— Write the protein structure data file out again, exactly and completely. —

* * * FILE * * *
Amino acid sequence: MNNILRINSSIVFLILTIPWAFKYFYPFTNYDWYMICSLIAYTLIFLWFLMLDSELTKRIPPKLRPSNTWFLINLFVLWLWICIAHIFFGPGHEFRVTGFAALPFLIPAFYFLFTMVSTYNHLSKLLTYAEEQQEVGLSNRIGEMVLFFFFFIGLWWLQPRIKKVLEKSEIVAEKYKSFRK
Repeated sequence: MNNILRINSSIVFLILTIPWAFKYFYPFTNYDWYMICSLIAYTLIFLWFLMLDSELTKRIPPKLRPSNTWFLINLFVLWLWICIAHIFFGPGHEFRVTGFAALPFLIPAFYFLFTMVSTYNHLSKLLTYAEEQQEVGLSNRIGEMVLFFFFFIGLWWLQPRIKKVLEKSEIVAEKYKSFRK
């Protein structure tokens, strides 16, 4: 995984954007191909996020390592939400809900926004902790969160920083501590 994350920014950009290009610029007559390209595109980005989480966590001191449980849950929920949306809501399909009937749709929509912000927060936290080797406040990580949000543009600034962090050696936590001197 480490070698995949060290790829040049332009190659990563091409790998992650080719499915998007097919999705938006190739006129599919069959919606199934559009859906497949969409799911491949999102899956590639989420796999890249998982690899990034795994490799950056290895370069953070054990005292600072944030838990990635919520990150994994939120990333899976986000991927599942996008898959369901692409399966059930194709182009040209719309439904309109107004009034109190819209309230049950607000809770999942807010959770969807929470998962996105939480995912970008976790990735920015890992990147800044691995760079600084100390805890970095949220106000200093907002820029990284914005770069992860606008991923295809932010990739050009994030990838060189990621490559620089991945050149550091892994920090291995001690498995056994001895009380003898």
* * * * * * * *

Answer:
Amino acid sequence: MNNILRINSSIVFLILTIPWAFKYFYPFTNYDWYMICSLIAYTLIFLWFLMLDSELTKRIPPKLRPSNTWFLINLFVLWLWICIAHIFFGPGHEFRVTGFAALPFLIPAFYFLFTMVSTYNHLSKLLTYAEEQQEVGLSNRIGEMVLFFFFFIGLWWLQPRIKKVLEKSEIVAEKYKSFRK
Repeated sequence: MNNILRINSSIVFLILTIPWAFKYFYPFTNYDWYMICSLIAYTLIFLWFLMLDSELTKRIPPKLRPSNTWFLINLFVLWLWICIAHIFFGPGHEFRVTGFAALPFLIPAFYFLFTMVSTYNHLSKLLTYAEEQQEVGLSNRIGEMVLFFFFFIGLWWLQPRIKKVLEKSEIVAEKYKSFRK
């Protein structure tokens, strides 16, 4: 995984954007191909996020390592939400809900926004902790969160920083501590 994350920014950009290009610029007559390209595109980005989480966590001191449980849950929920949306809501399909009937749709929509912000927060936290080797406040990580949000543009600034962090050696936590001197 480490070698995949060290790829040049332009190659990563091409790998992650080719499915998007097919999705938006190739006129599919069959919606199934559009859906497949969409799911491949999102899956590639989420796999890249998982690899990034795994490799950056290895370069953070054990005292600072944030838990990635919520990150994994939120990333899976986000991927599942996008898959369901692409399966059930194709182009040209719309439904309109107004009034109190819209309230049950607000809770999942807010959770969807929470998962996105939480995912970008976790990735920015890992990147800044691995760079600084100390805890970095949220106000200093907002820029990284914005770069992860606008991923295809932010990739050009994030990838060189990621490559620089991945050149550091892994920090291995001690498995056994001895009380003898």